Cortex-M0+[11]Microcontroller profile, Thumb + Thumb-2 subset (BL, MRS, MSR, ISB, DSB, DMB),[10] hardware multiply instruction (optional small), optional system timer, optional bit-banding memoryNo cache, No TCM, optional MPU with 8 regions0.93 DMIPS/MHz
Cortex-M1[12]Microcontroller profile, Thumb + Thumb-2 subset (BL, MRS, MSR, ISB, DSB, DMB),[10] hardware multiply instruction (optional small), OS option adds SVC / banked stack pointer, optional system timer, no bit-banding memoryNo cache, 0-1024 KB I-TCM, 0-1024 KB D-TCM, No MPU136 DMIPS @ 170 MHz,[13] (0.8 DMIPS/MHz FPGA-dependent)[14]
ARMv7-MCortex-M3[15]Microcontroller profile, Thumb / Thumb-2, hardware multiply and divide instructions, optional bit-banding memoryNo cache, No TCM, optional MPU with 8 regions1.25 DMIPS/MHz
ARMv7E-MCortex-M4[16]Microcontroller profile, Thumb / Thumb-2 / DSP / optional FPv4 single-precision FPU, hardware multiply and divide instructions, optional bit-banding memoryNo cache, No TCM, optional MPU with 8 regions1.25 DMIPS/MHz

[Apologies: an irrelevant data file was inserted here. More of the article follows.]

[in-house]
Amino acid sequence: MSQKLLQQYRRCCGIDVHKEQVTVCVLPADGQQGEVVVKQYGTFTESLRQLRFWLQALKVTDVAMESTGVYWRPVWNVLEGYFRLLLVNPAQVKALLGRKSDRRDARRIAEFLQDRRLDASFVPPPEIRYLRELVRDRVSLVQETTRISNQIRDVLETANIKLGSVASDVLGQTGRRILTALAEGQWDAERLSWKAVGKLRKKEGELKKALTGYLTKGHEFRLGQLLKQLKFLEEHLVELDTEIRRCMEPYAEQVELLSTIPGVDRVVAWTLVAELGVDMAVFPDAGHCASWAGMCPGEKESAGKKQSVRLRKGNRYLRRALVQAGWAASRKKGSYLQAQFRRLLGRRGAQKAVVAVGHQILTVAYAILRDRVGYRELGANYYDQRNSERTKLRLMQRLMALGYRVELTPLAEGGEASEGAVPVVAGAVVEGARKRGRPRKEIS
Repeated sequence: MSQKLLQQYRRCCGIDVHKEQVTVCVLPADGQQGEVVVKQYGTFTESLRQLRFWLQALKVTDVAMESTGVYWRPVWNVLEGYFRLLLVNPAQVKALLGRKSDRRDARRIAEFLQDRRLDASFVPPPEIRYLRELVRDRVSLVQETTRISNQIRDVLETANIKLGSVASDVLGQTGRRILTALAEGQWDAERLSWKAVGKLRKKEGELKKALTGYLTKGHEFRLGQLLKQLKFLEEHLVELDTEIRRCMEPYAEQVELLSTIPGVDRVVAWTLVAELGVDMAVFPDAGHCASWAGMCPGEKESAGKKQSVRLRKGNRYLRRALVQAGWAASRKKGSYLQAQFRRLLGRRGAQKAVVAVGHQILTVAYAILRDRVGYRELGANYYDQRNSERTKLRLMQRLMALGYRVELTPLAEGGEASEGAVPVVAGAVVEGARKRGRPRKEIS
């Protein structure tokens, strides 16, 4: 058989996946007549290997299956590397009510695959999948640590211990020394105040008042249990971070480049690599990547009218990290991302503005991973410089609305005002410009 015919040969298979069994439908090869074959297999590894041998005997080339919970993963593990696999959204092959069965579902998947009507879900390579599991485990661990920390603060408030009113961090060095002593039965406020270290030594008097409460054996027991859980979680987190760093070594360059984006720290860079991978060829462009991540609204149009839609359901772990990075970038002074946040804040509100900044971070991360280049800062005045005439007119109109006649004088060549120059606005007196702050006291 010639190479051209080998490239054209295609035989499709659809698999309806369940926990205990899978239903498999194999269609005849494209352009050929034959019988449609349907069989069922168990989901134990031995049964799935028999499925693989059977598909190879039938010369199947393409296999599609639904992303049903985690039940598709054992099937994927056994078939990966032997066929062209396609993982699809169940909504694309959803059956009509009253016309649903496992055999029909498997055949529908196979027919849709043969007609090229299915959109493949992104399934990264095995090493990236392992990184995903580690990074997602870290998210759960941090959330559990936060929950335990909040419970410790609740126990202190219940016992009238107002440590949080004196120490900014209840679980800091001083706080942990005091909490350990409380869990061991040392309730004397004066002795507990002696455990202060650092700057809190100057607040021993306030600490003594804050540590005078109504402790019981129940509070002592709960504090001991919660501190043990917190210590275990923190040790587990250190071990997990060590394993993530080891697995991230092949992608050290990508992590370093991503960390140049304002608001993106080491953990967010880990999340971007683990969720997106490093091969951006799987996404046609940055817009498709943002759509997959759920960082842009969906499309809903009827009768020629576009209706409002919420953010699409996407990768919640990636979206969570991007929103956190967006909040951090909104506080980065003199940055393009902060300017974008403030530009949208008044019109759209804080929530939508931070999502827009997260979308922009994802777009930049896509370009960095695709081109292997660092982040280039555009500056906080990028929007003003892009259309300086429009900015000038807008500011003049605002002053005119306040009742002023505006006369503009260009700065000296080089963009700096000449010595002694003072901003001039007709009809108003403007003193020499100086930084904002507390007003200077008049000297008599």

Cortex-RARMv7-RCortex-R4[17]Real-time profile, Thumb / Thumb-2 / DSP / optional VFPv3 FPU, hardware multiply and optional divide instructions, optional parity & ECC for internal buses / cache / TCM, 8-stage pipeline dual-core running lockstep with fault logic0-64 KB / 0-64 KB, 0-2 of 0-8 MB TCM, opt MPU with 8/12 regions 
Cortex-R5 (MPCore) [18]Real-time profile, Thumb / Thumb-2 / DSP / optional VFPv3 FPU and precision, hardware multiply and optional divide instructions, optional parity & ECC for internal buses / cache / TCM, 8-stage pipeline dual-core running lock-step with fault logic / optional as 2 independent cores, low-latency peripheral port (LLPP), accelerator coherency port (ACP) [19]0-64 KB / 0-64 KB, 0-2 of 0-8 MB TCM, opt MPU with 12/16 regions 
Cortex-R7 (MPCore) [20]Real-time profile, Thumb / Thumb-2 / DSP / optional VFPv3 FPU and precision, hardware multiply and optional divide instructions, optional parity & ECC for internal buses / cache / TCM, 11-stage pipeline dual-core running lock-step with fault logic / out-of-order execution / dynamicregister renaming / optional as 2 independent cores, low-latency peripheral port (LLPP), ACP [19]0-64 KB / 0-64 KB, ? of 0-128 KB TCM, opt MPU with 16 regions